I didn’t really think it through when we signed up for the Wolf Howl Hike at Alfred Hole Goose Sanctuary last week. After work and school we drove out into the growing darkness in the Whiteshell, met up with a small group of fellow headlamp-wearing families, strapped on snowshoes, and trekked out into the unknown.
At our first stop I suddenly realized, we were actually going to be howling. Like a little wolf choir. Trying to summon a response for the elusive canines roaming the woods at night.
Fortunately we got quality instruction on howling (there’s a technique, you know), and more fortunately, were asked to turn off our headlamps during the call pattern. I preferred not to have to catch the gaze of a stranger mid-howl.
On this particular night, despite the quality of our howling and the straining of our ears into the night, the wolves decided not to respond. But we had an experience we would not forget.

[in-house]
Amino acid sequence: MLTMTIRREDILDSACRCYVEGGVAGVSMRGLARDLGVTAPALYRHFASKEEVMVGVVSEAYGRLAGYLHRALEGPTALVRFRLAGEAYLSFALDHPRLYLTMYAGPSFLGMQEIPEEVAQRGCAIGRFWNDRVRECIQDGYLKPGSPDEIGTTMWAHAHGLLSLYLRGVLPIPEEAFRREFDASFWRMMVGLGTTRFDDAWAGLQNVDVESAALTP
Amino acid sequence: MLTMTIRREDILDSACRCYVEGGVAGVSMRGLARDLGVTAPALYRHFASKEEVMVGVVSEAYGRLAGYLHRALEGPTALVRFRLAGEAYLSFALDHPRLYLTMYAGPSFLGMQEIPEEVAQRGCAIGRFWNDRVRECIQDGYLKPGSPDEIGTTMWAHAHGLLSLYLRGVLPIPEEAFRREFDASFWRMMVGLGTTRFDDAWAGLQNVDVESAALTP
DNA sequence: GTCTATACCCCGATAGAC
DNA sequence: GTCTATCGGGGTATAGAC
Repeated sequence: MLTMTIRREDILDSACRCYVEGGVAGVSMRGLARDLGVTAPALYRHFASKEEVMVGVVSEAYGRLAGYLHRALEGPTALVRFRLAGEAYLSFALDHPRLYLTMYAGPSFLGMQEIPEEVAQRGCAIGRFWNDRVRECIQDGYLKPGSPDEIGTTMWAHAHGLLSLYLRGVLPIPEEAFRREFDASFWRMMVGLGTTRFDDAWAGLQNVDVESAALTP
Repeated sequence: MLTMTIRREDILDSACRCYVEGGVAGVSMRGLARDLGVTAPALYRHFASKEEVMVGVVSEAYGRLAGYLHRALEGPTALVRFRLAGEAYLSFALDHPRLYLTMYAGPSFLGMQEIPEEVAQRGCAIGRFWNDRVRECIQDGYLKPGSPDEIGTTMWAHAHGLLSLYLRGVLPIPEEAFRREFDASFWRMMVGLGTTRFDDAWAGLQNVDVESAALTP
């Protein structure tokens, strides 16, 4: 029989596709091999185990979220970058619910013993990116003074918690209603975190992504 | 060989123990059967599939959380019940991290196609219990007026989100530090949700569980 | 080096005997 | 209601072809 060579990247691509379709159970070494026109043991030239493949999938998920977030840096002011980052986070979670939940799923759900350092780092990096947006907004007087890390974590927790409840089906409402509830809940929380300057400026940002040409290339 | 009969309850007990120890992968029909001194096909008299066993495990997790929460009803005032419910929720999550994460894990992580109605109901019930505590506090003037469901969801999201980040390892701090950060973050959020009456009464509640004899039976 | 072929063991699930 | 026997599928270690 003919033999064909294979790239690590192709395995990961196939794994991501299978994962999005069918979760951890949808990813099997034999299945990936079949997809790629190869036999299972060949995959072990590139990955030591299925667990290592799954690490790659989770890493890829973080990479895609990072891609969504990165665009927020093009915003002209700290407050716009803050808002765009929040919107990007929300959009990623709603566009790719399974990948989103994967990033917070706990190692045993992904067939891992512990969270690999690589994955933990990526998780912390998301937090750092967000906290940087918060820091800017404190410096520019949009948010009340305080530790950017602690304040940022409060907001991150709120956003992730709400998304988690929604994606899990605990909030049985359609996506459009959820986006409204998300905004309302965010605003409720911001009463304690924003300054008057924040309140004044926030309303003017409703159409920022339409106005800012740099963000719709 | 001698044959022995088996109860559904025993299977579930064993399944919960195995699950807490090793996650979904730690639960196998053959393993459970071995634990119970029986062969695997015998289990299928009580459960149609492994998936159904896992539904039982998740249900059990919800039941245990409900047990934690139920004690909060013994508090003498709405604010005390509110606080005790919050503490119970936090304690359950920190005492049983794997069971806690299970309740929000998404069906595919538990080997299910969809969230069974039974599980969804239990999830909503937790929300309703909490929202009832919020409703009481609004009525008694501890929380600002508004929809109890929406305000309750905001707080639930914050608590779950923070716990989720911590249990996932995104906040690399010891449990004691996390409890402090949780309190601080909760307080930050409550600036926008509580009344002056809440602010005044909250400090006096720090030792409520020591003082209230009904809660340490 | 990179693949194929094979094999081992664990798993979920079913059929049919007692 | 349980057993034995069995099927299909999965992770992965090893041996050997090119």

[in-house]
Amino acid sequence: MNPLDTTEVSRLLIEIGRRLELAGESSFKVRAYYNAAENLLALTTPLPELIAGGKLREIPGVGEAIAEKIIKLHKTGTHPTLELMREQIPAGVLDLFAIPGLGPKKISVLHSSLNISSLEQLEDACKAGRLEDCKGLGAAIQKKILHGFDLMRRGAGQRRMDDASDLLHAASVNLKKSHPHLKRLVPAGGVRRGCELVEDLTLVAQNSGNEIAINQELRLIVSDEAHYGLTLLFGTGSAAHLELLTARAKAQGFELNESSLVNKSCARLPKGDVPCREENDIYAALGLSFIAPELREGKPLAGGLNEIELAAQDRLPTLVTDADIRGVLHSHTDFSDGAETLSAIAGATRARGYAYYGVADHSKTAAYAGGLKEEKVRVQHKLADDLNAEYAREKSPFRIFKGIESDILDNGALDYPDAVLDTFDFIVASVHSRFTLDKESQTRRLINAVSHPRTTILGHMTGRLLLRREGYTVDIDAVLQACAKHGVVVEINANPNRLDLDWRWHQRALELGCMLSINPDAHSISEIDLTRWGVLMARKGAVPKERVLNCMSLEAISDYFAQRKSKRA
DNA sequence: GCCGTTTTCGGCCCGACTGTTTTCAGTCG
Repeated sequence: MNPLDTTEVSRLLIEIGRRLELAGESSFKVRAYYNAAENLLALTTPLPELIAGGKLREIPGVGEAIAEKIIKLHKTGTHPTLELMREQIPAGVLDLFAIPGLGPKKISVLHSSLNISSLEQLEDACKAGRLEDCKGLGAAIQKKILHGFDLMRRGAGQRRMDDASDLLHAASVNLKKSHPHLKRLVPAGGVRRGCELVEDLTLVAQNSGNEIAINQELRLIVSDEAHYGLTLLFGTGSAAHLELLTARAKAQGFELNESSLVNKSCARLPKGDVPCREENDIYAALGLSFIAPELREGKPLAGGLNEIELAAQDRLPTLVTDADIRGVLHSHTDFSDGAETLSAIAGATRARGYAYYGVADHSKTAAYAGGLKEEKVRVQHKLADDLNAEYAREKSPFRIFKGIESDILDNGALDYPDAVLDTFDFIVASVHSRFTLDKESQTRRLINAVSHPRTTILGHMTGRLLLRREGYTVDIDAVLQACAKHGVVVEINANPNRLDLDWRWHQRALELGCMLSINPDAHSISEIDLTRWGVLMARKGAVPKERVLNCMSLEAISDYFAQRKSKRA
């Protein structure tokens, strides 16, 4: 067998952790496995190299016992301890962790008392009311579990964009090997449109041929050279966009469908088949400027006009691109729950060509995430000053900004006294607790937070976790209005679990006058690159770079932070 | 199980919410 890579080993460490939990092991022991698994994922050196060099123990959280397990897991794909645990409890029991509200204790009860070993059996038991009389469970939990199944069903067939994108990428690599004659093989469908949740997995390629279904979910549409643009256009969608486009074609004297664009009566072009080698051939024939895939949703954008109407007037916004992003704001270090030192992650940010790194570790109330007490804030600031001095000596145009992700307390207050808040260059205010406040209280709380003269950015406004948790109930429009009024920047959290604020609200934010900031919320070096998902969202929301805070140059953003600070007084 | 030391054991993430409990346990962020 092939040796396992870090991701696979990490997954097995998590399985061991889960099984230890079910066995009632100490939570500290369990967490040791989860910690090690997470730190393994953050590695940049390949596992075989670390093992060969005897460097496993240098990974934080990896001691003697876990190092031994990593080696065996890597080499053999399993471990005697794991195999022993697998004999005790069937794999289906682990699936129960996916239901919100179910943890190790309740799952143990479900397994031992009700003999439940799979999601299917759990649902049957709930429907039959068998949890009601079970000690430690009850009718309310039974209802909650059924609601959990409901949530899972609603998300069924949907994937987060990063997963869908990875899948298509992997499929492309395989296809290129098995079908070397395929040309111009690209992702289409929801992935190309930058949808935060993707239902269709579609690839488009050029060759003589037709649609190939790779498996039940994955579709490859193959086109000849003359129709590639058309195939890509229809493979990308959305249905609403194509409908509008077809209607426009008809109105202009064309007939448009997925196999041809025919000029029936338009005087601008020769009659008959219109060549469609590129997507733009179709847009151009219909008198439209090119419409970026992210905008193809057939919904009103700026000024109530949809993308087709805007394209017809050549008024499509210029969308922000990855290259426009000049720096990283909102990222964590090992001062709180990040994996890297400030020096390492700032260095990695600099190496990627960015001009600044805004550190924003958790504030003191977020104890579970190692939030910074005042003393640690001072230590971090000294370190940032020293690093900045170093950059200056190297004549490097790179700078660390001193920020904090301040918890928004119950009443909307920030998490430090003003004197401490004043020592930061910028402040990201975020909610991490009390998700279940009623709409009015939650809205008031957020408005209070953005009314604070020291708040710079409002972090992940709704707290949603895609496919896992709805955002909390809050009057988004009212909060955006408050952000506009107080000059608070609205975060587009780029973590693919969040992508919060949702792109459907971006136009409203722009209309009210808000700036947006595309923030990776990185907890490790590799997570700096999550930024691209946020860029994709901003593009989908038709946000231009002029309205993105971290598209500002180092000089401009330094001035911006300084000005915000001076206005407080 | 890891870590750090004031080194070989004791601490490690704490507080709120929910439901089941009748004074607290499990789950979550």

Talking to animals
Our guide concluded our hike with the following quote, which one of my daughters would recite back to me days later:
“One thing to remember is to talk to the animals. If you do, they will talk back to you. But if you don’t talk to the animals, they won’t talk back to you, then you won’t understand, and when you don’t understand you will fear, and when you fear you will destroy the animals, and if you destroy the animals, you will destroy yourself.”– Chief Dan George
Destroying something I don’t understand… this idea lingered in the air throughout the last week.
Doctors prescribe the “fix” before listening to the condition. Naive web designers bring a solution before truly understanding the problem. We judge people or give free advice before listening to their perspective.
Do we fear the silence space in between asking the question and hearing the answer?
“What they don’t understand, they destroy.”– Julie Berry
I don’t often talk to animals. But I wonder if there’s something deeper going on inside when you hike out into the unknown to howl at the stars, and listen for a reply.